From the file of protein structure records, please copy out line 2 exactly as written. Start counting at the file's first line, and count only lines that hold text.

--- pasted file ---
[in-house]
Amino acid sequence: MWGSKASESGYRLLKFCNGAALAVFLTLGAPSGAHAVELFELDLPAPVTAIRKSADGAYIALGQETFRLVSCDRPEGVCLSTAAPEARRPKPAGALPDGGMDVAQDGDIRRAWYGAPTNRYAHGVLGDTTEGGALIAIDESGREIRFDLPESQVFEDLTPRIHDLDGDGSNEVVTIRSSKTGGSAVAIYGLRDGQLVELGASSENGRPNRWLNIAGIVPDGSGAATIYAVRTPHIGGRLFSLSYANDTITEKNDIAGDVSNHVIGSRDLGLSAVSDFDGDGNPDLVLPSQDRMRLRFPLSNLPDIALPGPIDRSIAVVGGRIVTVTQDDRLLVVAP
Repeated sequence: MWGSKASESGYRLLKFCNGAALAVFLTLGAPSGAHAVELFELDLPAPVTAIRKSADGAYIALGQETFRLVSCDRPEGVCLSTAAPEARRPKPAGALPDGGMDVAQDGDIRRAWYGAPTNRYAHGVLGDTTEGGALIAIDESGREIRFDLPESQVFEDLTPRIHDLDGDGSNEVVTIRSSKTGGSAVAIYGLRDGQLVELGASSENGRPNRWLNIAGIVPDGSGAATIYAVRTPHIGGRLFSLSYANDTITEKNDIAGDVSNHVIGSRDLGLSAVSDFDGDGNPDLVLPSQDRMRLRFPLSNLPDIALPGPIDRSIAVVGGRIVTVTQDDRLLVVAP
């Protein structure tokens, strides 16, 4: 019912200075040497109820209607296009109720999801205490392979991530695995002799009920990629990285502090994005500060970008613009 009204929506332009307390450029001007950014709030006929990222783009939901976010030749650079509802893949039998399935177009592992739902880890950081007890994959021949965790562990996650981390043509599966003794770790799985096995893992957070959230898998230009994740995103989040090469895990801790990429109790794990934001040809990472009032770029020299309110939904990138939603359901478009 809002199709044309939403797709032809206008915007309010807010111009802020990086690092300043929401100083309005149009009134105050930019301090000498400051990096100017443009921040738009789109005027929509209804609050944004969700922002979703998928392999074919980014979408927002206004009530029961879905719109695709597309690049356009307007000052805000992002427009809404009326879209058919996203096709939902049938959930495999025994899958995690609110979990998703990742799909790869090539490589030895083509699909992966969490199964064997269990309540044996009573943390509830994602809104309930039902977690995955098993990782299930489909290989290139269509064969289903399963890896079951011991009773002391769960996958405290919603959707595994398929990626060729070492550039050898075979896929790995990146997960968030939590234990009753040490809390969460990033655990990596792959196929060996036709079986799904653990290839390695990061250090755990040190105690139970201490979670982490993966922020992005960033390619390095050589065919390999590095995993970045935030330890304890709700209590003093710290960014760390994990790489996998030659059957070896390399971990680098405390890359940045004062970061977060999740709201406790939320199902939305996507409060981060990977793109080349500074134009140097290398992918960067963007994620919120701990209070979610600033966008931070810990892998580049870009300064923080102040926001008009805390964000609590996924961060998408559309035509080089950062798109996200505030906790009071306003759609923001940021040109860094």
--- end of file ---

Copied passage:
Amino acid sequence: MWGSKASESGYRLLKFCNGAALAVFLTLGAPSGAHAVELFELDLPAPVTAIRKSADGAYIALGQETFRLVSCDRPEGVCLSTAAPEARRPKPAGALPDGGMDVAQDGDIRRAWYGAPTNRYAHGVLGDTTEGGALIAIDESGREIRFDLPESQVFEDLTPRIHDLDGDGSNEVVTIRSSKTGGSAVAIYGLRDGQLVELGASSENGRPNRWLNIAGIVPDGSGAATIYAVRTPHIGGRLFSLSYANDTITEKNDIAGDVSNHVIGSRDLGLSAVSDFDGDGNPDLVLPSQDRMRLRFPLSNLPDIALPGPIDRSIAVVGGRIVTVTQDDRLLVVAP